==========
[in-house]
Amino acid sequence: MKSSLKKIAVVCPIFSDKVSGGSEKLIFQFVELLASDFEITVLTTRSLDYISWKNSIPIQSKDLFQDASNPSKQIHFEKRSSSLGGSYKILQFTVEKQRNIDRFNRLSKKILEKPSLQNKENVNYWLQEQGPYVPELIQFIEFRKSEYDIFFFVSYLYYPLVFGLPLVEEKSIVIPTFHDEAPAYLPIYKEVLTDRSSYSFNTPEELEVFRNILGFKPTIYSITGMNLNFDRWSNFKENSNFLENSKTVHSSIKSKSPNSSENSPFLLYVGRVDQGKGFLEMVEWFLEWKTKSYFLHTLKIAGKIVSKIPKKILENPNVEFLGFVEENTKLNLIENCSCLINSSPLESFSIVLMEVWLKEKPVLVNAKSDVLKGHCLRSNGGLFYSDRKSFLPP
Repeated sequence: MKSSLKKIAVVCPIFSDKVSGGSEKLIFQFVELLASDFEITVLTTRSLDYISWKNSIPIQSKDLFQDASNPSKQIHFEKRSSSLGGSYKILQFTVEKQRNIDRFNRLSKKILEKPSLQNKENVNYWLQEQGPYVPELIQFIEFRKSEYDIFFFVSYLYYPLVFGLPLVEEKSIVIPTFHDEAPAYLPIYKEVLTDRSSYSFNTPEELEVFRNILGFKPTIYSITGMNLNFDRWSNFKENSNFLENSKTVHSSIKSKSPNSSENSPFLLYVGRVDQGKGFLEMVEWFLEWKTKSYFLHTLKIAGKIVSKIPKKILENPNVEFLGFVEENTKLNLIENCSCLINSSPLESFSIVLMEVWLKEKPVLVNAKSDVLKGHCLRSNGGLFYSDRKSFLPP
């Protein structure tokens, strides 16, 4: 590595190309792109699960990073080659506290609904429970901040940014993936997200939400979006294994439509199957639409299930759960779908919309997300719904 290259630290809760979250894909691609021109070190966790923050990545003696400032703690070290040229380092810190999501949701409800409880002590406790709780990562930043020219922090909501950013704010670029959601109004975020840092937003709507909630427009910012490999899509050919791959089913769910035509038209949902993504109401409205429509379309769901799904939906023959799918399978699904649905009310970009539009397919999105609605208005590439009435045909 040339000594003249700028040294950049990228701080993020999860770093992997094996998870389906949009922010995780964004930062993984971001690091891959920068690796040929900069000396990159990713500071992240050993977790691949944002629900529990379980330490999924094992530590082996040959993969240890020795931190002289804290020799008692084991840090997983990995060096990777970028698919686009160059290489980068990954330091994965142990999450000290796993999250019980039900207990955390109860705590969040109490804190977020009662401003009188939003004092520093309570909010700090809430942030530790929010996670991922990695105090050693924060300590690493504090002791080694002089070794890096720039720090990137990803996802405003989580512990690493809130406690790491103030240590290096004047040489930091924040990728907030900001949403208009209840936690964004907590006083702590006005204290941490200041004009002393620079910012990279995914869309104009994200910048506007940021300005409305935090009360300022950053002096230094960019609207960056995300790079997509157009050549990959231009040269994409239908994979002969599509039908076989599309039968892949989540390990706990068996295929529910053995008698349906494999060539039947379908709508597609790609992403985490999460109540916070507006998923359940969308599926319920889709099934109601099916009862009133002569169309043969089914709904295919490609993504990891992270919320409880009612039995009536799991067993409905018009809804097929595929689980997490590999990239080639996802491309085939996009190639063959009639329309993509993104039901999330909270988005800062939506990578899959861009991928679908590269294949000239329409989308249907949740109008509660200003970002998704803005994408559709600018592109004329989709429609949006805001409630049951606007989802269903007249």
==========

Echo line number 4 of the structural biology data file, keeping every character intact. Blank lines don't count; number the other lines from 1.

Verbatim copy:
């Protein structure tokens, strides 16, 4: 590595190309792109699960990073080659506290609904429970901040940014993936997200939400979006294994439509199957639409299930759960779908919309997300719904 290259630290809760979250894909691609021109070190966790923050990545003696400032703690070290040229380092810190999501949701409800409880002590406790709780990562930043020219922090909501950013704010670029959601109004975020840092937003709507909630427009910012490999899509050919791959089913769910035509038209949902993504109401409205429509379309769901799904939906023959799918399978699904649905009310970009539009397919999105609605208005590439009435045909 040339000594003249700028040294950049990228701080993020999860770093992997094996998870389906949009922010995780964004930062993984971001690091891959920068690796040929900069000396990159990713500071992240050993977790691949944002629900529990379980330490999924094992530590082996040959993969240890020795931190002289804290020799008692084991840090997983990995060096990777970028698919686009160059290489980068990954330091994965142990999450000290796993999250019980039900207990955390109860705590969040109490804190977020009662401003009188939003004092520093309570909010700090809430942030530790929010996670991922990695105090050693924060300590690493504090002791080694002089070794890096720039720090990137990803996802405003989580512990690493809130406690790491103030240590290096004047040489930091924040990728907030900001949403208009209840936690964004907590006083702590006005204290941490200041004009002393620079910012990279995914869309104009994200910048506007940021300005409305935090009360300022950053002096230094960019609207960056995300790079997509157009050549990959231009040269994409239908994979002969599509039908076989599309039968892949989540390990706990068996295929529910053995008698349906494999060539039947379908709508597609790609992403985490999460109540916070507006998923359940969308599926319920889709099934109601099916009862009133002569169309043969089914709904295919490609993504990891992270919320409880009612039995009536799991067993409905018009809804097929595929689980997490590999990239080639996802491309085939996009190639063959009639329309993509993104039901999330909270988005800062939506990578899959861009991928679908590269294949000239329409989308249907949740109008509660200003970002998704803005994408559709600018592109004329989709429609949006805001409630049951606007989802269903007249």